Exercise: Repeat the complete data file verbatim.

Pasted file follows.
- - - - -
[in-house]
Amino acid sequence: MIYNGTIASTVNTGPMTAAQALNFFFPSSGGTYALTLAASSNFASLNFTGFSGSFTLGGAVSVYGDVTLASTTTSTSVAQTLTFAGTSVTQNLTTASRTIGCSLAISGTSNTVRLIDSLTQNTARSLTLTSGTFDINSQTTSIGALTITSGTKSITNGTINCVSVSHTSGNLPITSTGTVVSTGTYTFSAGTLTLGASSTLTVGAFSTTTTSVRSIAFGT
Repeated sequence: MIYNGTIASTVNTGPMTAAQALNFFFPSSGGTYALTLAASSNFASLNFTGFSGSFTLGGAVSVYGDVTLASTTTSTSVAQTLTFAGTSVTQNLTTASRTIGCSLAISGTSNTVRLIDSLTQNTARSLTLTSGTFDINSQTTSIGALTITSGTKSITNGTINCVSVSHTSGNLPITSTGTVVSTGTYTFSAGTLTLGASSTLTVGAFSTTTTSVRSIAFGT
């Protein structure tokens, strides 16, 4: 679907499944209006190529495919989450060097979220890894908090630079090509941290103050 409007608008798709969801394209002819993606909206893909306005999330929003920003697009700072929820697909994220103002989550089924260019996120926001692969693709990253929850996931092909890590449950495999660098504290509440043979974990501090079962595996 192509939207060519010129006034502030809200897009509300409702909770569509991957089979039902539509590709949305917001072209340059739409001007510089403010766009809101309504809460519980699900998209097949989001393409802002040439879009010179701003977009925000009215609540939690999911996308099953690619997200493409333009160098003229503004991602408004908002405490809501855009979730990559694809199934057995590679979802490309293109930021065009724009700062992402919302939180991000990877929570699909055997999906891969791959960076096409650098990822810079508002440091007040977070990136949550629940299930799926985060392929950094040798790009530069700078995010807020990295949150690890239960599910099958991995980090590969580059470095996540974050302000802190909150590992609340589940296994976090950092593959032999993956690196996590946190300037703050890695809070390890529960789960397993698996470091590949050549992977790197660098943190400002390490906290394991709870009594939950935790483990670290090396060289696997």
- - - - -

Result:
[in-house]
Amino acid sequence: MIYNGTIASTVNTGPMTAAQALNFFFPSSGGTYALTLAASSNFASLNFTGFSGSFTLGGAVSVYGDVTLASTTTSTSVAQTLTFAGTSVTQNLTTASRTIGCSLAISGTSNTVRLIDSLTQNTARSLTLTSGTFDINSQTTSIGALTITSGTKSITNGTINCVSVSHTSGNLPITSTGTVVSTGTYTFSAGTLTLGASSTLTVGAFSTTTTSVRSIAFGT
Repeated sequence: MIYNGTIASTVNTGPMTAAQALNFFFPSSGGTYALTLAASSNFASLNFTGFSGSFTLGGAVSVYGDVTLASTTTSTSVAQTLTFAGTSVTQNLTTASRTIGCSLAISGTSNTVRLIDSLTQNTARSLTLTSGTFDINSQTTSIGALTITSGTKSITNGTINCVSVSHTSGNLPITSTGTVVSTGTYTFSAGTLTLGASSTLTVGAFSTTTTSVRSIAFGT
């Protein structure tokens, strides 16, 4: 679907499944209006190529495919989450060097979220890894908090630079090509941290103050 409007608008798709969801394209002819993606909206893909306005999330929003920003697009700072929820697909994220103002989550089924260019996120926001692969693709990253929850996931092909890590449950495999660098504290509440043979974990501090079962595996 192509939207060519010129006034502030809200897009509300409702909770569509991957089979039902539509590709949305917001072209340059739409001007510089403010766009809101309504809460519980699900998209097949989001393409802002040439879009010179701003977009925000009215609540939690999911996308099953690619997200493409333009160098003229503004991602408004908002405490809501855009979730990559694809199934057995590679979802490309293109930021065009724009700062992402919302939180991000990877929570699909055997999906891969791959960076096409650098990822810079508002440091007040977070990136949550629940299930799926985060392929950094040798790009530069700078995010807020990295949150690890239960599910099958991995980090590969580059470095996540974050302000802190909150590992609340589940296994976090950092593959032999993956690196996590946190300037703050890695809070390890529960789960397993698996470091590949050549992977790197660098943190400002390490906290394991709870009594939950935790483990670290090396060289696997």